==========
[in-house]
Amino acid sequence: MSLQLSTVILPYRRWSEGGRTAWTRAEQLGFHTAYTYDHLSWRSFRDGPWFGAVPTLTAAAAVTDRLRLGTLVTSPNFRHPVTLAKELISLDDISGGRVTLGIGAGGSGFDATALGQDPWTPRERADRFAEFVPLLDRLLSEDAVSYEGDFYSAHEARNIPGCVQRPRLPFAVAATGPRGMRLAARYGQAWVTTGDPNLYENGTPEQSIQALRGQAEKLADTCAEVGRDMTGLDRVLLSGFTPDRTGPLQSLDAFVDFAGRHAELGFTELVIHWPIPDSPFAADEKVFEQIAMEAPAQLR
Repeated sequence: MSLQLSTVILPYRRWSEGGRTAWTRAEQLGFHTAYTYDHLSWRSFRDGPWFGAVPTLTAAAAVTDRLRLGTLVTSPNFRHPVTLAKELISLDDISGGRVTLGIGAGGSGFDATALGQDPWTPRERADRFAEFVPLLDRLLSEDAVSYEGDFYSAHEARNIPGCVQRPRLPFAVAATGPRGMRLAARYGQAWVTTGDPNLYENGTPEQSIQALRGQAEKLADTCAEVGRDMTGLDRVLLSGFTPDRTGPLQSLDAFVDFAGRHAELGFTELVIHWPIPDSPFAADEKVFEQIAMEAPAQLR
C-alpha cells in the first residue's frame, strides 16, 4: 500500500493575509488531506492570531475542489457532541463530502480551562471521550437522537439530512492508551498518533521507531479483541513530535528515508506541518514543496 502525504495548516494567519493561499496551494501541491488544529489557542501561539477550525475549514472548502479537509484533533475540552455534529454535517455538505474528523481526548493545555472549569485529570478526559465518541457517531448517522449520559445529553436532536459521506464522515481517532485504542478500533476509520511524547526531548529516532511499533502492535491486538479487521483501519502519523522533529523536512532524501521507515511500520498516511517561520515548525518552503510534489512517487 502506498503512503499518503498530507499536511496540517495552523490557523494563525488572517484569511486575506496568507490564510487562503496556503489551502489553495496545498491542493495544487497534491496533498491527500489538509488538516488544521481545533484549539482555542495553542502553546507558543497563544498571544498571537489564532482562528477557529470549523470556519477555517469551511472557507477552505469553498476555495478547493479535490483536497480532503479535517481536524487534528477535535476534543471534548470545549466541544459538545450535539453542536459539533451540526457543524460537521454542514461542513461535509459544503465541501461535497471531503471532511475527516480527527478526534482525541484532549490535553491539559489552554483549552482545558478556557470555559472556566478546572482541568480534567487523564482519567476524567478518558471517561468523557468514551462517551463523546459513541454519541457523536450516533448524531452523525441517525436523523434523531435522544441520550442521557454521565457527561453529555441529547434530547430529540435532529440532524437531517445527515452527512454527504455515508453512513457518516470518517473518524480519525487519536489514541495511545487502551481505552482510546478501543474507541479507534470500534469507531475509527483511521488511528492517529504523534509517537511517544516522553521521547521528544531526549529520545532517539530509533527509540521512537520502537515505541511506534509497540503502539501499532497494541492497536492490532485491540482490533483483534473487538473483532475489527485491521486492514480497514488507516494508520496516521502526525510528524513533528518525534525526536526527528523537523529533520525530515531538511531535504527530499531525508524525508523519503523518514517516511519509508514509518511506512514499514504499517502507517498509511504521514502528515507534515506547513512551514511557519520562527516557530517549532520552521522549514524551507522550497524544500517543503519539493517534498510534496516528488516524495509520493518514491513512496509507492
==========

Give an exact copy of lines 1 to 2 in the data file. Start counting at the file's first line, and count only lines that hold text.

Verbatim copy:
[in-house]
Amino acid sequence: MSLQLSTVILPYRRWSEGGRTAWTRAEQLGFHTAYTYDHLSWRSFRDGPWFGAVPTLTAAAAVTDRLRLGTLVTSPNFRHPVTLAKELISLDDISGGRVTLGIGAGGSGFDATALGQDPWTPRERADRFAEFVPLLDRLLSEDAVSYEGDFYSAHEARNIPGCVQRPRLPFAVAATGPRGMRLAARYGQAWVTTGDPNLYENGTPEQSIQALRGQAEKLADTCAEVGRDMTGLDRVLLSGFTPDRTGPLQSLDAFVDFAGRHAELGFTELVIHWPIPDSPFAADEKVFEQIAMEAPAQLR